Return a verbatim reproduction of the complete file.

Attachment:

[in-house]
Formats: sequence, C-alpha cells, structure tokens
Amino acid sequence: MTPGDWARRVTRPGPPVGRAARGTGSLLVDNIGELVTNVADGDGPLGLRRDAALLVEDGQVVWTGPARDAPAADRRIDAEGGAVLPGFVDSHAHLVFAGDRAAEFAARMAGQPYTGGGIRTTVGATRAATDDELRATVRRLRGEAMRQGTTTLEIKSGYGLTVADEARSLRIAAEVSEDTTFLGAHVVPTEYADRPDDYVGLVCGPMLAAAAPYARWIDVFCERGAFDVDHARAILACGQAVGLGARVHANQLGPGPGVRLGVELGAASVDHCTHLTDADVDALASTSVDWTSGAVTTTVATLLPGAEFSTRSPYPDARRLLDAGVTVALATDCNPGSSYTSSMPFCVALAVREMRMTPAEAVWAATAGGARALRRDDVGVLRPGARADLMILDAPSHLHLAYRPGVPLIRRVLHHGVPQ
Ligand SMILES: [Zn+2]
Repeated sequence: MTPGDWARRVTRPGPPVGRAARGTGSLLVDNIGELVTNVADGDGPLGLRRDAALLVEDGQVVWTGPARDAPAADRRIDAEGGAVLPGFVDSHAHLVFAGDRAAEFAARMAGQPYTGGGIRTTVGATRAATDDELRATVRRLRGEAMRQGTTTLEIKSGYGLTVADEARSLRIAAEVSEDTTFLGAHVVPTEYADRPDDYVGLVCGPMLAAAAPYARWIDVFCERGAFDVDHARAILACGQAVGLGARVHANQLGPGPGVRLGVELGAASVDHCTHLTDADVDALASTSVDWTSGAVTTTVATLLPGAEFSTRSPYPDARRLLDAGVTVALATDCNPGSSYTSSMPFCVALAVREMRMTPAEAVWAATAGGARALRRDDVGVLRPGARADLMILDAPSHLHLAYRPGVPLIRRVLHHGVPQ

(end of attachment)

[in-house]
Formats: sequence, C-alpha cells, structure tokens
Amino acid sequence: MTPGDWARRVTRPGPPVGRAARGTGSLLVDNIGELVTNVADGDGPLGLRRDAALLVEDGQVVWTGPARDAPAADRRIDAEGGAVLPGFVDSHAHLVFAGDRAAEFAARMAGQPYTGGGIRTTVGATRAATDDELRATVRRLRGEAMRQGTTTLEIKSGYGLTVADEARSLRIAAEVSEDTTFLGAHVVPTEYADRPDDYVGLVCGPMLAAAAPYARWIDVFCERGAFDVDHARAILACGQAVGLGARVHANQLGPGPGVRLGVELGAASVDHCTHLTDADVDALASTSVDWTSGAVTTTVATLLPGAEFSTRSPYPDARRLLDAGVTVALATDCNPGSSYTSSMPFCVALAVREMRMTPAEAVWAATAGGARALRRDDVGVLRPGARADLMILDAPSHLHLAYRPGVPLIRRVLHHGVPQ
Ligand SMILES: [Zn+2]
Repeated sequence: MTPGDWARRVTRPGPPVGRAARGTGSLLVDNIGELVTNVADGDGPLGLRRDAALLVEDGQVVWTGPARDAPAADRRIDAEGGAVLPGFVDSHAHLVFAGDRAAEFAARMAGQPYTGGGIRTTVGATRAATDDELRATVRRLRGEAMRQGTTTLEIKSGYGLTVADEARSLRIAAEVSEDTTFLGAHVVPTEYADRPDDYVGLVCGPMLAAAAPYARWIDVFCERGAFDVDHARAILACGQAVGLGARVHANQLGPGPGVRLGVELGAASVDHCTHLTDADVDALASTSVDWTSGAVTTTVATLLPGAEFSTRSPYPDARRLLDAGVTVALATDCNPGSSYTSSMPFCVALAVREMRMTPAEAVWAATAGGARALRRDDVGVLRPGARADLMILDAPSHLHLAYRPGVPLIRRVLHHGVPQ